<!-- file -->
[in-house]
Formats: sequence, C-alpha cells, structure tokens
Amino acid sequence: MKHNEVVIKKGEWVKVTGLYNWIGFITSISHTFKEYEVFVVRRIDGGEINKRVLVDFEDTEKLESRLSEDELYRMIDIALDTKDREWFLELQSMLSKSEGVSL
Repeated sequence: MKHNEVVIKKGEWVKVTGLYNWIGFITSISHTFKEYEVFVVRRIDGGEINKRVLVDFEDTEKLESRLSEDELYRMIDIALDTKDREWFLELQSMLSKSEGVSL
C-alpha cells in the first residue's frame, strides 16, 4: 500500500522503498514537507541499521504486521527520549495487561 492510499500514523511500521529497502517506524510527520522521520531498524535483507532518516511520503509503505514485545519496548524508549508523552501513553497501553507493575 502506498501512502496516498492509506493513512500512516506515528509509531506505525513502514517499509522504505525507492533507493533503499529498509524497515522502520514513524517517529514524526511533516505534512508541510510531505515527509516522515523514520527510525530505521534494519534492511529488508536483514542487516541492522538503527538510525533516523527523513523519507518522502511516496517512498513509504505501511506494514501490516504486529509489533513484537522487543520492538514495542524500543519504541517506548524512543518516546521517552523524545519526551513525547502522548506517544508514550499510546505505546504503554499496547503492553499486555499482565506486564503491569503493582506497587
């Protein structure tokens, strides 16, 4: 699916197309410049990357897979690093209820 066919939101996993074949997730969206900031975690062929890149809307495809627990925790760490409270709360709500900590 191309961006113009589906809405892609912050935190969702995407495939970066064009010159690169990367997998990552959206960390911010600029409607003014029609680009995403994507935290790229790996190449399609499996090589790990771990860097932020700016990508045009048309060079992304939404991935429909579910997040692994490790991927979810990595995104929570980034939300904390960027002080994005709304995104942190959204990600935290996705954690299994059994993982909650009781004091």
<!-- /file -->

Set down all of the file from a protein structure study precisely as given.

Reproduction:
[in-house]
Formats: sequence, C-alpha cells, structure tokens
Amino acid sequence: MKHNEVVIKKGEWVKVTGLYNWIGFITSISHTFKEYEVFVVRRIDGGEINKRVLVDFEDTEKLESRLSEDELYRMIDIALDTKDREWFLELQSMLSKSEGVSL
Repeated sequence: MKHNEVVIKKGEWVKVTGLYNWIGFITSISHTFKEYEVFVVRRIDGGEINKRVLVDFEDTEKLESRLSEDELYRMIDIALDTKDREWFLELQSMLSKSEGVSL
C-alpha cells in the first residue's frame, strides 16, 4: 500500500522503498514537507541499521504486521527520549495487561 492510499500514523511500521529497502517506524510527520522521520531498524535483507532518516511520503509503505514485545519496548524508549508523552501513553497501553507493575 502506498501512502496516498492509506493513512500512516506515528509509531506505525513502514517499509522504505525507492533507493533503499529498509524497515522502520514513524517517529514524526511533516505534512508541510510531505515527509516522515523514520527510525530505521534494519534492511529488508536483514542487516541492522538503527538510525533516523527523513523519507518522502511516496517512498513509504505501511506494514501490516504486529509489533513484537522487543520492538514495542524500543519504541517506548524512543518516546521517552523524545519526551513525547502522548506517544508514550499510546505505546504503554499496547503492553499486555499482565506486564503491569503493582506497587
């Protein structure tokens, strides 16, 4: 699916197309410049990357897979690093209820 066919939101996993074949997730969206900031975690062929890149809307495809627990925790760490409270709360709500900590 191309961006113009589906809405892609912050935190969702995407495939970066064009010159690169990367997998990552959206960390911010600029409607003014029609680009995403994507935290790229790996190449399609499996090589790990771990860097932020700016990508045009048309060079992304939404991935429909579910997040692994490790991927979810990595995104929570980034939300904390960027002080994005709304995104942190959204990600935290996705954690299994059994993982909650009781004091």